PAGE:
This blog is intended to go along with Population: An Introduction to Concepts and Issues, by John R. Weeks, published by Cengage Learning. The latest edition is the 12th (it came out in 2015), but this blog is meant to complement any edition of the book by showing the way in which demographic issues are regularly in the news.

If you are a user of my textbook and would like to suggest a blog post idea, please email me at: john.weeks@sdsu.edu

Monday, June 30, 2014

China Works to Avoid New Rise in Infanticide

Infanticide is known to have been used in China for centuries as a means of family control, if not fertility control. In the early days of the one-child policy, before the advent of sex-selective abortion (not legal, but done nonetheless), it was a way for parents to deal with the unwanted birth a daughter. According to CNN, there seems now to be a new threat to children in China--being abandoned by your parents if you are disabled. The government has responded with "baby hatches," which are places where parents can leave their children, so that they will be taken care of by the state. This hearkens back to practices of the Catholic Church in 19th century Italy, designed then as well to save unwanted children.
The first pilot hatch was introduced in 2011. Now there are 32 across the country, according to the official Xinhua news agency. "We had to find a more humane way to take in abandoned babies," said Dr. Wang Zhenyao, one of the founders for China's child welfare policy and a retired Ministry of Civil Affairs official. "In reality, children were being thrown into trash cans, on the side of roads, in front of hospitals, or in front of the Ministry of Civil Affairs so we had to standardize it and regulate it."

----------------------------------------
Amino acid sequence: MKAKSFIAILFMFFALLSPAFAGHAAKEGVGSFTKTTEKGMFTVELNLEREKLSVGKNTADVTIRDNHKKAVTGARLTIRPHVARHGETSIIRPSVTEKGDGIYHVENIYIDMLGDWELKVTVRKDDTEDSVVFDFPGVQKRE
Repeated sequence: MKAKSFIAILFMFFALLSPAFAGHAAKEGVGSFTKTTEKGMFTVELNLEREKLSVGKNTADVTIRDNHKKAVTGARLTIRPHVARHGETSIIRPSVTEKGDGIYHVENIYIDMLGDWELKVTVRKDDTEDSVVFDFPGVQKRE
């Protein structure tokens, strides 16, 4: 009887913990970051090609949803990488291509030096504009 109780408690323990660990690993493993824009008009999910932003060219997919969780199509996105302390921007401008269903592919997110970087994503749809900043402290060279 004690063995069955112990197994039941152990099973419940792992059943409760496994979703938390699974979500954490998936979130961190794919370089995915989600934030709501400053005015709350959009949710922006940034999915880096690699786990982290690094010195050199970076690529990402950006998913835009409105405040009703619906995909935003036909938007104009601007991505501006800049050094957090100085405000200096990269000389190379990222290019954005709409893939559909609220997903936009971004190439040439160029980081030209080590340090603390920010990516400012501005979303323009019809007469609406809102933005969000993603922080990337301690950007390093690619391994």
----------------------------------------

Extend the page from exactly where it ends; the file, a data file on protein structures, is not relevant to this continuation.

According to UNICEF, there were around 712,000 orphans in China in 2010, but child welfare groups believe that the number could be in the millions if you account for children in non-government orphanages and foster homes. Unlike in the 1980s and 90s, when most abandoned babies were girls, now most suffer from a range of disabilities and medical conditions, such as cerebral palsy, Down syndrome, congenital heart disease, club feet and cleft lips.
In a country with no welfare program to help parents with disabled children, and where the one-child policy dictates that this may well be the parents' only child, some parents are obviously driven to extreme measures. This is a reminder, yet again, that the one-child policy has many unintended human rights consequences.

No comments:

Post a Comment